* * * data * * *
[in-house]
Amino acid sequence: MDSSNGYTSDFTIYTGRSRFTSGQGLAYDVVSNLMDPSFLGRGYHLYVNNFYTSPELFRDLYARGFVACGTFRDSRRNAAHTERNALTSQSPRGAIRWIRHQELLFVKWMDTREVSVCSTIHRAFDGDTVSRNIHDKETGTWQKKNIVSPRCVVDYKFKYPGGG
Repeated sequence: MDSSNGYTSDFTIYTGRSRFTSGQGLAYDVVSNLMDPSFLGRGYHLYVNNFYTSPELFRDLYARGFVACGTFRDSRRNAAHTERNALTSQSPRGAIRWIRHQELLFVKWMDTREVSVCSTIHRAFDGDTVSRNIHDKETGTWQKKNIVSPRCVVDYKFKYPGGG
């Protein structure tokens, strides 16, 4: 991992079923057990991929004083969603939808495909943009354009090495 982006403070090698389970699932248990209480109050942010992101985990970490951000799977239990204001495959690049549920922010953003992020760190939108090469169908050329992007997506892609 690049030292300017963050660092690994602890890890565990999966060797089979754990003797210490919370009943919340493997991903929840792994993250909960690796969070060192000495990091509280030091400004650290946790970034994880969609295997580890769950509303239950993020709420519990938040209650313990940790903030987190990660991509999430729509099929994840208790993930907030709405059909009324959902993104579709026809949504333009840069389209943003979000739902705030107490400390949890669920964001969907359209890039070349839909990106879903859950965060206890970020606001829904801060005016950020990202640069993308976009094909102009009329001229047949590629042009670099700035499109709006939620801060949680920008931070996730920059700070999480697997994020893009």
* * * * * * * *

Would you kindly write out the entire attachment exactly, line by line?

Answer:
[in-house]
Amino acid sequence: MDSSNGYTSDFTIYTGRSRFTSGQGLAYDVVSNLMDPSFLGRGYHLYVNNFYTSPELFRDLYARGFVACGTFRDSRRNAAHTERNALTSQSPRGAIRWIRHQELLFVKWMDTREVSVCSTIHRAFDGDTVSRNIHDKETGTWQKKNIVSPRCVVDYKFKYPGGG
Repeated sequence: MDSSNGYTSDFTIYTGRSRFTSGQGLAYDVVSNLMDPSFLGRGYHLYVNNFYTSPELFRDLYARGFVACGTFRDSRRNAAHTERNALTSQSPRGAIRWIRHQELLFVKWMDTREVSVCSTIHRAFDGDTVSRNIHDKETGTWQKKNIVSPRCVVDYKFKYPGGG
């Protein structure tokens, strides 16, 4: 991992079923057990991929004083969603939808495909943009354009090495 982006403070090698389970699932248990209480109050942010992101985990970490951000799977239990204001495959690049549920922010953003992020760190939108090469169908050329992007997506892609 690049030292300017963050660092690994602890890890565990999966060797089979754990003797210490919370009943919340493997991903929840792994993250909960690796969070060192000495990091509280030091400004650290946790970034994880969609295997580890769950509303239950993020709420519990938040209650313990940790903030987190990660991509999430729509099929994840208790993930907030709405059909009324959902993104579709026809949504333009840069389209943003979000739902705030107490400390949890669920964001969907359209890039070349839909990106879903859950965060206890970020606001829904801060005016950020990202640069993308976009094909102009009329001229047949590629042009670099700035499109709006939620801060949680920008931070996730920059700070999480697997994020893009």